Scuola Internazionale delle Arti, della Lingua e della Cultura Italiana

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Accademia Europea di Firenze

The best way to learn Italian Language, Culture and Arts in Florence

The Accademia Europea di Firenze is an International School of Italian Arts, Language and Culture.
Founded in 2005 as a school of Italian for foreigners, over time it has expanded its offer to Italian art and culture, music and dance.
The AEF also offers Certificate Programs in Voice & Opera, Drawing & Painting and Dance, and a Certificate Program in Italian Language and Culture, Study Abroad Programs in collaboration with prestigious American Universities, Summer and Winter Programs and Joint Academic Programs developed with university institutions all over the world.
The experiential approach and the quality of the professors make this school, strongly rooted in Italian history and culture but endowed with European academic standards, an international environment in the city of the Renaissance and of widespread beauty.

Catherine de Medici Florence ItalyFalling in love with Florence is easy: all it takes is a walk along the riverbanks, getting lost in the streets of the city center and being inspired by the extraordinary works of art that populate every corner of the city. This centuries-old beauty has inspired brilliant minds and refined artists, but few tell the stories of the women who have made it into the city of incredible majesty that we all love.

Among the most renowned “Florentine Madonnas” ), stands the figure of Caterina de 'Medici, sovereign consort of France in the sixteenth century, a woman with a fine talent and a skilled strategist.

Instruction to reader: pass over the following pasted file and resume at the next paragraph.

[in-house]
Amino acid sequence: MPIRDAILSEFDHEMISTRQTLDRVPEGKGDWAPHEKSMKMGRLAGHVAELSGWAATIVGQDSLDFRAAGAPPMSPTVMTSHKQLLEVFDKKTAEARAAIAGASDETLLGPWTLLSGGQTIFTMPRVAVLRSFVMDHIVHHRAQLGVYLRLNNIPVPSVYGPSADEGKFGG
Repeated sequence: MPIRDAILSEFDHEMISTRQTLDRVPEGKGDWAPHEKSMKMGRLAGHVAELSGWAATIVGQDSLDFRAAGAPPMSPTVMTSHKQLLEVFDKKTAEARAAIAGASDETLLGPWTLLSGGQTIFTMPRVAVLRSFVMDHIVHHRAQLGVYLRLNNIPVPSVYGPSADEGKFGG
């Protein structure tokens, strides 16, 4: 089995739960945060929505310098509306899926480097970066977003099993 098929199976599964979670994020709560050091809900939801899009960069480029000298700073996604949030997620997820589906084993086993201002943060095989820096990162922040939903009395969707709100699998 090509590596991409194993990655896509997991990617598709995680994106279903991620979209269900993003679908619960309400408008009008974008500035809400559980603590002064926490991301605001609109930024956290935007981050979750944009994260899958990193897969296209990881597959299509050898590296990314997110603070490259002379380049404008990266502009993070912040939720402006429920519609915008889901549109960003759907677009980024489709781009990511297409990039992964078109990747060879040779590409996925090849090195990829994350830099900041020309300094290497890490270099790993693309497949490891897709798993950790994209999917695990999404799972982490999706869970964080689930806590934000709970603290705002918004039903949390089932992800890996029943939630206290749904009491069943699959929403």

Catherine is a controversial figure, still today surrounded by mysteries and legends. Daughter of Lorenzo de 'Medici Duke of Urbino, Caterina Maria Romula de' Medici was born in Florence in 1519. At just fourteen, she was given in marriage to Henry, Duke of Orléans. Although of lower rank than the future regent of France, the marriage agreement was propitiated by Pope Clement VII - cousin of Catherine - who feared that the then rampant Protestantism could also threaten the Kingdom of France.

At just twenty-eight, she was crowned Queen of France alongside Henry II, but their reign was short-lived. The king, in fact, lost his life in a duel in 1559, yet Catherine did not resign herself to the role of an inconsolable widow. Despite the mourning clothes, which she dressed for the rest of her life, Caterina devoted herself to political commitment: her three children succeeded each other on the throne, although they were all extremely young and frail. In fact, it will be her, as guardian of the sovereigns, to govern the kingdom for almost two decades.

From her work emerges the personality of a tolerant sovereign, inspired by pacifist currents. Yet her figure would seem to be linked to the terrible massacre of the night of San Bartolomeo, between 23 and 24 August 1572, in which thousands of Huguenots were brutally murdered. Her involvement was never actually proved, but the accusations indelibly undermined her public image.

An inquisitive, intelligent and cultured woman, Caterina is also curiously remembered for her gluttony. In fact, she imported the best Tuscan chefs to Paris, giving way to "French cuisine".

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